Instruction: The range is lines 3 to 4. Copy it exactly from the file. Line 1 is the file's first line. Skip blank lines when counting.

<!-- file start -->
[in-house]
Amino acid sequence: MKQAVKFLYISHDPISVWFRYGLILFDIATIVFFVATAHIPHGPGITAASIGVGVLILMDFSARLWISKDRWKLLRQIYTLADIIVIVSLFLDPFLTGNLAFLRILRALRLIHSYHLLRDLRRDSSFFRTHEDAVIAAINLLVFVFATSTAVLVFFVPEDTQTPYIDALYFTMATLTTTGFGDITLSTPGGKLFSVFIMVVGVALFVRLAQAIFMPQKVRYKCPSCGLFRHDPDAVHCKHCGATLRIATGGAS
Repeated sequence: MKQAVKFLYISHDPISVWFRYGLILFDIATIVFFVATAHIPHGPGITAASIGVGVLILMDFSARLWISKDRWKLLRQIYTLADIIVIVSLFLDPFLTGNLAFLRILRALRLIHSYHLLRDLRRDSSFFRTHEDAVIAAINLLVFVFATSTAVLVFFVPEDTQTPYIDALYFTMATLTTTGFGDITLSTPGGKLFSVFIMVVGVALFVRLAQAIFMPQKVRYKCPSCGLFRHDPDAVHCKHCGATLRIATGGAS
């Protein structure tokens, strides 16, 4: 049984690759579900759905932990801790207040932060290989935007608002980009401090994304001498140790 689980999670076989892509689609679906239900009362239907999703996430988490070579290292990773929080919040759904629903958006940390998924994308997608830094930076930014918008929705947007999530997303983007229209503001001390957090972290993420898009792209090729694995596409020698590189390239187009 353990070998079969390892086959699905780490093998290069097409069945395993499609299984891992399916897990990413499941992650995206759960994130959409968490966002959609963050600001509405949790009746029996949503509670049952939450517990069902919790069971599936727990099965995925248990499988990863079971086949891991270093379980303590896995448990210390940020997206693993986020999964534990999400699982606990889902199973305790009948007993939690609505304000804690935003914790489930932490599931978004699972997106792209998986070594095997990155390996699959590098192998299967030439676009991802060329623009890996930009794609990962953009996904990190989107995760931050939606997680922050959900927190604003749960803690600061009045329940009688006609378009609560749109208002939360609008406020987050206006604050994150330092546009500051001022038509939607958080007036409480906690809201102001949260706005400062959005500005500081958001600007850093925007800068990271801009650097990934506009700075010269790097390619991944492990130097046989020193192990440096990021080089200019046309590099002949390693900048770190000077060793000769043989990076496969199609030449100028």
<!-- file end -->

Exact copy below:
Repeated sequence: MKQAVKFLYISHDPISVWFRYGLILFDIATIVFFVATAHIPHGPGITAASIGVGVLILMDFSARLWISKDRWKLLRQIYTLADIIVIVSLFLDPFLTGNLAFLRILRALRLIHSYHLLRDLRRDSSFFRTHEDAVIAAINLLVFVFATSTAVLVFFVPEDTQTPYIDALYFTMATLTTTGFGDITLSTPGGKLFSVFIMVVGVALFVRLAQAIFMPQKVRYKCPSCGLFRHDPDAVHCKHCGATLRIATGGAS
């Protein structure tokens, strides 16, 4: 049984690759579900759905932990801790207040932060290989935007608002980009401090994304001498140790 689980999670076989892509689609679906239900009362239907999703996430988490070579290292990773929080919040759904629903958006940390998924994308997608830094930076930014918008929705947007999530997303983007229209503001001390957090972290993420898009792209090729694995596409020698590189390239187009 353990070998079969390892086959699905780490093998290069097409069945395993499609299984891992399916897990990413499941992650995206759960994130959409968490966002959609963050600001509405949790009746029996949503509670049952939450517990069902919790069971599936727990099965995925248990499988990863079971086949891991270093379980303590896995448990210390940020997206693993986020999964534990999400699982606990889902199973305790009948007993939690609505304000804690935003914790489930932490599931978004699972997106792209998986070594095997990155390996699959590098192998299967030439676009991802060329623009890996930009794609990962953009996904990190989107995760931050939606997680922050959900927190604003749960803690600061009045329940009688006609378009609560749109208002939360609008406020987050206006604050994150330092546009500051001022038509939607958080007036409480906690809201102001949260706005400062959005500005500081958001600007850093925007800068990271801009650097990934506009700075010269790097390619991944492990130097046989020193192990440096990021080089200019046309590099002949390693900048770190000077060793000769043989990076496969199609030449100028």